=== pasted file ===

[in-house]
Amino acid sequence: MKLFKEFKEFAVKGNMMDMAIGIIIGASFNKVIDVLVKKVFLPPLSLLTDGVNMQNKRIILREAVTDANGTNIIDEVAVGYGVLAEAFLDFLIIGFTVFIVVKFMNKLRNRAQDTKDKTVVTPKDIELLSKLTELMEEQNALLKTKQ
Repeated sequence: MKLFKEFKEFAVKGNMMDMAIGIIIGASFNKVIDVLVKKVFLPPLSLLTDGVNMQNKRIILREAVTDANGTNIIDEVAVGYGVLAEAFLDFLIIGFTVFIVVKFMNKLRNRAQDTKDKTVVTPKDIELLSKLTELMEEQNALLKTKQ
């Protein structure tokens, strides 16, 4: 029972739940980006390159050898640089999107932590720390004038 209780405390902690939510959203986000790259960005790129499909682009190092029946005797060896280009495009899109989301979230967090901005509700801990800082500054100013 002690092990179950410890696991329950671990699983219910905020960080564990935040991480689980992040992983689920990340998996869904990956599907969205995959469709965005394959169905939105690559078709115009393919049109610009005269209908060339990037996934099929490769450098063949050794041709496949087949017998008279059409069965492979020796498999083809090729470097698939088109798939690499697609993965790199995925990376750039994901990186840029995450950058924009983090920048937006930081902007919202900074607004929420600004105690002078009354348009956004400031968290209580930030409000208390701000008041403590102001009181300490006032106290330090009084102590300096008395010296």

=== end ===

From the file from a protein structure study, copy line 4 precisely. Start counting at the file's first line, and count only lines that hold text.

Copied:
């Protein structure tokens, strides 16, 4: 029972739940980006390159050898640089999107932590720390004038 209780405390902690939510959203986000790259960005790129499909682009190092029946005797060896280009495009899109989301979230967090901005509700801990800082500054100013 002690092990179950410890696991329950671990699983219910905020960080564990935040991480689980992040992983689920990340998996869904990956599907969205995959469709965005394959169905939105690559078709115009393919049109610009005269209908060339990037996934099929490769450098063949050794041709496949087949017998008279059409069965492979020796498999083809090729470097698939088109798939690499697609993965790199995925990376750039994901990186840029995450950058924009983090920048937006930081902007919202900074607004929420600004105690002078009354348009956004400031968290209580930030409000208390701000008041403590102001009181300490006032106290330090009084102590300096008395010296």